Brussels is probably the most cosmopolitan city of Europe, with liveliness and an appeal that are closely linked to its role of the Europe’s crossroads. The capital of Belgium has many spellings, Bruxelles, the French version is most frequent. Brussels is the capital of Belgian MonarchyÂ and the seat to the Europe’s bureaucratic institutions — The European Commission and the European Parliament.
Brussels is also the Headquarters of NATO and a European lobbying and commercial hub for many multinational corporations. But what describes Brussels best is the greatest variety of museums, bars, restaurants, and other cozy places to visit when you’re up to enjoying life!
Architectural styles found in Brussels range from Gothic cathedrals and churches to the gracious classical facades of the Palais des Nations, the Royal Palace and to a great variety of art nouveau and art deco houses in the comfortable neighborhoods where the Brussels residents, the Bruxellois, live.
The heart of Brussels and the place to start getting to know the city is the Grand â€˜Place, famous for annual Floral Carpet event which gathers thousands of tourists every August. This historic square, lined with exuberantly ornate guild houses and focused on the Gothic heights of the Hotel de Ville, is widely held to be one of Europe’s finest hotels. The Grand â€˜Place is the focal point of the city’s social life. The residents of Brussels gather here for their most important ceremonies and festivals, for the traditional bird market on Sunday mornings, and cozy gatherings on the terraces of the central bars and cafes for the simple reason of enjoying a cup of coffee or a glass of famous Belgian beer.
Brussels is a city of many markets: the bird market, the flower market, the antique and flea market, and even the horse market. Farmers and vendors bring fresh fruit and vegetables from many corners of the world, cheeses made in farms and Belgium’s famous abbeys; hams cured in the Ardennes mountains, flowers and potted plants, chickens, rabbits and fresh caught fish, shrimp and mussels from the North Sea.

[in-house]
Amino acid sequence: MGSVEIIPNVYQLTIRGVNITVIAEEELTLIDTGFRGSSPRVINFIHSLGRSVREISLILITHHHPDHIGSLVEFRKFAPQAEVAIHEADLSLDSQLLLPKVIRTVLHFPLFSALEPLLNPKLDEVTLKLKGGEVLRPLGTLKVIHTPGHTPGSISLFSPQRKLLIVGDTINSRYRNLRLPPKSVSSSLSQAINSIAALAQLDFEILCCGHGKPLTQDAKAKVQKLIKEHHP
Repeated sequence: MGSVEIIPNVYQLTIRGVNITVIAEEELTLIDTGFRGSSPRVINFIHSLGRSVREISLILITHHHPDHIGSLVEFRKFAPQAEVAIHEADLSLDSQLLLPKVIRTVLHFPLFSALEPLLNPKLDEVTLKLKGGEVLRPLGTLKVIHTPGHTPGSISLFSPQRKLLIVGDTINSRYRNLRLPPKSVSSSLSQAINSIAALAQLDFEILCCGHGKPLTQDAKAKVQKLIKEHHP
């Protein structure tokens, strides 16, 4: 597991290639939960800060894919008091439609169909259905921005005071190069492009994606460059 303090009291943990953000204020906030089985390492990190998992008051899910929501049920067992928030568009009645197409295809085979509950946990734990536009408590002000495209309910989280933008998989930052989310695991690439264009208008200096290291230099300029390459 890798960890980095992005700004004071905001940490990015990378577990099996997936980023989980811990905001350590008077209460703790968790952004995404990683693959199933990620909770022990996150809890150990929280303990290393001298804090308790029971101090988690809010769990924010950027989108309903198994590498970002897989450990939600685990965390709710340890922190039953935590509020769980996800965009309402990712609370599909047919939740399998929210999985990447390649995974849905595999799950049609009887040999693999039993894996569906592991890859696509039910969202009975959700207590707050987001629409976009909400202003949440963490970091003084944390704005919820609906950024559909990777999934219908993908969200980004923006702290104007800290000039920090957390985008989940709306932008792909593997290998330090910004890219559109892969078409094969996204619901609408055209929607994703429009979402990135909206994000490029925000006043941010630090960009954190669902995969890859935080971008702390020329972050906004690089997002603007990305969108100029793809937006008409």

To the east of the Grand ‘Place, the ground rises toward the upper town where the Royal Palace and the House of Parliament sit. In between these two is a formal park with fountains in the French style. It is here that the Belgians fought the Dutch for their independence. Slightly to the south is the Place du Grand Sablon, the center of exquisite antique galleries and sumptuous restaurants of Brussels.
Just to the north of the Grand Sablon is the Royal Museum of Fine Arts, which comprises the Museums of Ancient Art and Modern Art. Both possess enormous collections featuring many outstanding works. Among the rooms not to be missed is the collection of Flemish paintings from the 15th and 16th centuries. All of the major artists are well represented including Robert Campin, Rogier van der Weyden, Hugo van der Goes, Dirk Bouts, Hans Memling, and particularly, Peter Breughel the Elder. There is an entire room devoted exclusively to Breughel’s work, including his Landscape with the “Fall of Icarus.” The national sons, Peter Paul Rubens and his disciple, Anthony Van Dyck have an impressive presence.
Entertainment events in Brussels never end, and in keeping with the city’s cosmopolitan outlook, the events are widely varied. They range from the annual Queen Elizabeth Music Competition, which draws aspiring classical musicians from all over the world, to the annual Jazz Festival in Brussels which attracts legendary jazz stars to the Belgium’s capital.
The Theatre Royal de la Monnaie consistently offers first class opera and ballet. In the Palais des Beaux Arts, symphony and chamber music concerts are programmed year-round. There are cinemas with American and European movies in their original version, nightclubs and discos to satisfy the most energetic and outgoing. Don’t forget the folklore and pageantry integral to an understanding of Belgium, with the Ommegang Festival, the first Thursday in July or the Parade of the Giants in May.
All Belgian food is of course delicious and goes well with amazing Belgian beers and great wines. Mussels in Brussels are a must. They are prepared in a variety of ways and are a bargain in season. Portions are huge, so, when dining in Brussels, try to save room for dessert. Most of them — chocolates, waffles and cookies — can be found on every corner of Brussels. And after all, you can always go on a diet when you are in Paris or get in shape crawling the seven hills of Rome!
Request GUIDED TOURS of Brussels and anywhere in Benelux (in French, English, Hebrew, Italian, German, Spanish or Russian).